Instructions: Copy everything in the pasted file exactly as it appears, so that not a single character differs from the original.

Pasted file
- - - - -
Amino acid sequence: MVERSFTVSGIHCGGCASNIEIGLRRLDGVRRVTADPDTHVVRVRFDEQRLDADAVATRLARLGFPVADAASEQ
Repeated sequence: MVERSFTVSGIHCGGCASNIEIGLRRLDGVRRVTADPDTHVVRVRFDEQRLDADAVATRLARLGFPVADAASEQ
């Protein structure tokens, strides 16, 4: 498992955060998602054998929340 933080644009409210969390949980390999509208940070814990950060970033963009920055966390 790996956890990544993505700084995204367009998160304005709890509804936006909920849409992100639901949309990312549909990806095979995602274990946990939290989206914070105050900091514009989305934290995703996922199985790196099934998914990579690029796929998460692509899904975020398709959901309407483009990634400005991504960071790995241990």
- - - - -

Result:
Amino acid sequence: MVERSFTVSGIHCGGCASNIEIGLRRLDGVRRVTADPDTHVVRVRFDEQRLDADAVATRLARLGFPVADAASEQ
Repeated sequence: MVERSFTVSGIHCGGCASNIEIGLRRLDGVRRVTADPDTHVVRVRFDEQRLDADAVATRLARLGFPVADAASEQ
């Protein structure tokens, strides 16, 4: 498992955060998602054998929340 933080644009409210969390949980390999509208940070814990950060970033963009920055966390 790996956890990544993505700084995204367009998160304005709890509804936006909920849409992100639901949309990312549909990806095979995602274990946990939290989206914070105050900091514009989305934290995703996922199985790196099934998914990579690029796929998460692509899904975020398709959901309407483009990634400005991504960071790995241990």